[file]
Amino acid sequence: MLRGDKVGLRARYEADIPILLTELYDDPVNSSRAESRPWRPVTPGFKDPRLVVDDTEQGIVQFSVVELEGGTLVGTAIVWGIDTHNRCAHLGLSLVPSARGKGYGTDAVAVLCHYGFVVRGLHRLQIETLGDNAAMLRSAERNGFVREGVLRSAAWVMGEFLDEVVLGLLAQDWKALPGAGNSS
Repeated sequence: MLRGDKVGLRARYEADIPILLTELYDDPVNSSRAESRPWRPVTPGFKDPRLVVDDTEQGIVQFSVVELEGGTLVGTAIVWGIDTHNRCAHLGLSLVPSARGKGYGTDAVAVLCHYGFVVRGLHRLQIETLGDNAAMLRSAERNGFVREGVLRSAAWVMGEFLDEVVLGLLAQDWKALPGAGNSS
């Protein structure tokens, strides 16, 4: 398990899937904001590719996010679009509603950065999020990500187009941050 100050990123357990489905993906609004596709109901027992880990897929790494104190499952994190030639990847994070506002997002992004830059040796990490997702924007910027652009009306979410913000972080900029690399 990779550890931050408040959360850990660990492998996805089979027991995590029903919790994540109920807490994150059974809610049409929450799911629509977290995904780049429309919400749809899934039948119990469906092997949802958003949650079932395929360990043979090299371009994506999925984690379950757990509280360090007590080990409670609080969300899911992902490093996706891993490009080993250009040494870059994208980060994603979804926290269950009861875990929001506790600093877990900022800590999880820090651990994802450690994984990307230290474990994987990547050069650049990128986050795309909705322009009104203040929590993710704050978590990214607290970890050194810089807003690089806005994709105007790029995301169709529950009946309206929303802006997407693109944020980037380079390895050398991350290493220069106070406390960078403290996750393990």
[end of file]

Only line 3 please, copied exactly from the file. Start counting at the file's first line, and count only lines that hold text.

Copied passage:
């Protein structure tokens, strides 16, 4: 398990899937904001590719996010679009509603950065999020990500187009941050 100050990123357990489905993906609004596709109901027992880990897929790494104190499952994190030639990847994070506002997002992004830059040796990490997702924007910027652009009306979410913000972080900029690399 990779550890931050408040959360850990660990492998996805089979027991995590029903919790994540109920807490994150059974809610049409929450799911629509977290995904780049429309919400749809899934039948119990469906092997949802958003949650079932395929360990043979090299371009994506999925984690379950757990509280360090007590080990409670609080969300899911992902490093996706891993490009080993250009040494870059994208980060994603979804926290269950009861875990929001506790600093877990900022800590999880820090651990994802450690994984990307230290474990994987990547050069650049990128986050795309909705322009009104203040929590993710704050978590990214607290970890050194810089807003690089806005994709105007790029995301169709529950009946309206929303802006997407693109944020980037380079390895050398991350290493220069106070406390960078403290996750393990």